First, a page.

JANUARY 31 2003
Advantages and Disadvantages of Galvanic Anode Systems
Economically feasible when installed with the structure.
Very little operation or maintenance requirements (very small chance of
premature failure or breakdown).
Extremely small possibility of overprotection (which may cause coating
Small likelihood of stray current causing interference damage to other
metallic (foreign) structures.
Small driving voltage available (limited potential difference).
Extremely small current available in higher resistivity electrolytes.
Not economically feasible to install or replace anodes on large or
extensive existing structures.
Installation of Galvanic Anodes. Galvanic anodes used to protect buried
structures are normally buried a short distance from the structure and connected to the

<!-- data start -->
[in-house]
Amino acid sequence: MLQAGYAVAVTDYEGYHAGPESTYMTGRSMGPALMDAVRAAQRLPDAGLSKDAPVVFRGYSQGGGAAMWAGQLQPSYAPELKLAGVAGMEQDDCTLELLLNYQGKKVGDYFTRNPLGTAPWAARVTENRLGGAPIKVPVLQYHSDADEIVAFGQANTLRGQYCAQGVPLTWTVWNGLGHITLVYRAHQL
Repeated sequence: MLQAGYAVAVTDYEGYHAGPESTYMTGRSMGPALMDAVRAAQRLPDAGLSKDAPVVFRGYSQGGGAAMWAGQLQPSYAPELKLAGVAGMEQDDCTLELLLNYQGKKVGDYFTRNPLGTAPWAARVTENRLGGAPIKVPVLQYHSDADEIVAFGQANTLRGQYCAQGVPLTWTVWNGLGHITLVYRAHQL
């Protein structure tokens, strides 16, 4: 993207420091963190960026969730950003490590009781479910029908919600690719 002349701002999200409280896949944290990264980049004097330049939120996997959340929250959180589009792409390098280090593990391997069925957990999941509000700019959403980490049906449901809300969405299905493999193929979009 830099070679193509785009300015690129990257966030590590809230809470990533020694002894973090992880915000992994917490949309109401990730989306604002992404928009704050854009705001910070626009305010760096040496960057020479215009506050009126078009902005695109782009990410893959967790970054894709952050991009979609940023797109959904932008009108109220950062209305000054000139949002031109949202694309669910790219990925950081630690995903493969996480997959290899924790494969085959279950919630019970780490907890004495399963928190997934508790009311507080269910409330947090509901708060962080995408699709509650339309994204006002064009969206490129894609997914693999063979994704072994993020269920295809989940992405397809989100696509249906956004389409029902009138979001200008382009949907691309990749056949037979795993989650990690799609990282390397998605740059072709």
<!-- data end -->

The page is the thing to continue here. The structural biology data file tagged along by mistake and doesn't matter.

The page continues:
structure using an insulated copper wire. Chemical backfill material is almost always
used around sacrificial anodes in soil. The backfill may be installed dry, as a water
slurry, or as part of a prepackaged unit. The special backfill is used to provide a uniform
electrolyte, maintain moisture, and lower the resistance to earth to allow the anode to
produce the required electrical current in an efficient and reliable manner. This backfill
is normally 75 percent gypsum, 20 percent bentonite, and 5 percent sodium sulfate.
Figure 2-20 shows the desired result of the installation of a sacrificial anode with
backfill. It is not normally necessary to remove the consumed anodes.